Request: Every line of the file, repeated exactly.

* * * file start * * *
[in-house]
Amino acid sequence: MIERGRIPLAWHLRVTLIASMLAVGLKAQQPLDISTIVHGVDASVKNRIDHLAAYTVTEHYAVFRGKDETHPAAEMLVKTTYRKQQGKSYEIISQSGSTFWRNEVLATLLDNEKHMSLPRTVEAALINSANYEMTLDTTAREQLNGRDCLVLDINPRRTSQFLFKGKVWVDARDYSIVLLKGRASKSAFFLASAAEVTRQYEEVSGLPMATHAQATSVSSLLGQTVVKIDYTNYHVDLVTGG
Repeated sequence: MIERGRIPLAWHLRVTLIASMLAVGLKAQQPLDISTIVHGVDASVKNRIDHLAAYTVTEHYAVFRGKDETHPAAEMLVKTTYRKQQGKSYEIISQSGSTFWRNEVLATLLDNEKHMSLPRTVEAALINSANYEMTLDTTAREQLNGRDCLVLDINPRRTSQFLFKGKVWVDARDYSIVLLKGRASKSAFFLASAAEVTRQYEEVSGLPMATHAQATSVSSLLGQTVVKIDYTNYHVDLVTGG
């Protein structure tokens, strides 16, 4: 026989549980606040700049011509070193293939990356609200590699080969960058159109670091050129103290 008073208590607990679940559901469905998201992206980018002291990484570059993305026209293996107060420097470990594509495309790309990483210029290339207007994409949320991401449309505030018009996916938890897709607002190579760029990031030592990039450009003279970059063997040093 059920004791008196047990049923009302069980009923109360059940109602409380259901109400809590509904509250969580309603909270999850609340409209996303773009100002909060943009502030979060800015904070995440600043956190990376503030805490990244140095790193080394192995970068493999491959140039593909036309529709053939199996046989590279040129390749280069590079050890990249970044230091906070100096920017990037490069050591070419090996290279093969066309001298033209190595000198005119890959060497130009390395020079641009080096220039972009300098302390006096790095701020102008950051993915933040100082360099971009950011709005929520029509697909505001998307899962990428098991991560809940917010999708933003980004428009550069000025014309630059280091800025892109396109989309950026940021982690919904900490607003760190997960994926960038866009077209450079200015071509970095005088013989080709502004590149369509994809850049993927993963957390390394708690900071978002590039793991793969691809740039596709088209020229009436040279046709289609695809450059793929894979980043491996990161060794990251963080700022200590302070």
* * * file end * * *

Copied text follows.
[in-house]
Amino acid sequence: MIERGRIPLAWHLRVTLIASMLAVGLKAQQPLDISTIVHGVDASVKNRIDHLAAYTVTEHYAVFRGKDETHPAAEMLVKTTYRKQQGKSYEIISQSGSTFWRNEVLATLLDNEKHMSLPRTVEAALINSANYEMTLDTTAREQLNGRDCLVLDINPRRTSQFLFKGKVWVDARDYSIVLLKGRASKSAFFLASAAEVTRQYEEVSGLPMATHAQATSVSSLLGQTVVKIDYTNYHVDLVTGG
Repeated sequence: MIERGRIPLAWHLRVTLIASMLAVGLKAQQPLDISTIVHGVDASVKNRIDHLAAYTVTEHYAVFRGKDETHPAAEMLVKTTYRKQQGKSYEIISQSGSTFWRNEVLATLLDNEKHMSLPRTVEAALINSANYEMTLDTTAREQLNGRDCLVLDINPRRTSQFLFKGKVWVDARDYSIVLLKGRASKSAFFLASAAEVTRQYEEVSGLPMATHAQATSVSSLLGQTVVKIDYTNYHVDLVTGG
């Protein structure tokens, strides 16, 4: 026989549980606040700049011509070193293939990356609200590699080969960058159109670091050129103290 008073208590607990679940559901469905998201992206980018002291990484570059993305026209293996107060420097470990594509495309790309990483210029290339207007994409949320991401449309505030018009996916938890897709607002190579760029990031030592990039450009003279970059063997040093 059920004791008196047990049923009302069980009923109360059940109602409380259901109400809590509904509250969580309603909270999850609340409209996303773009100002909060943009502030979060800015904070995440600043956190990376503030805490990244140095790193080394192995970068493999491959140039593909036309529709053939199996046989590279040129390749280069590079050890990249970044230091906070100096920017990037490069050591070419090996290279093969066309001298033209190595000198005119890959060497130009390395020079641009080096220039972009300098302390006096790095701020102008950051993915933040100082360099971009950011709005929520029509697909505001998307899962990428098991991560809940917010999708933003980004428009550069000025014309630059280091800025892109396109989309950026940021982690919904900490607003760190997960994926960038866009077209450079200015071509970095005088013989080709502004590149369509994809850049993927993963957390390394708690900071978002590039793991793969691809740039596709088209020229009436040279046709289609695809450059793929894979980043491996990161060794990251963080700022200590302070």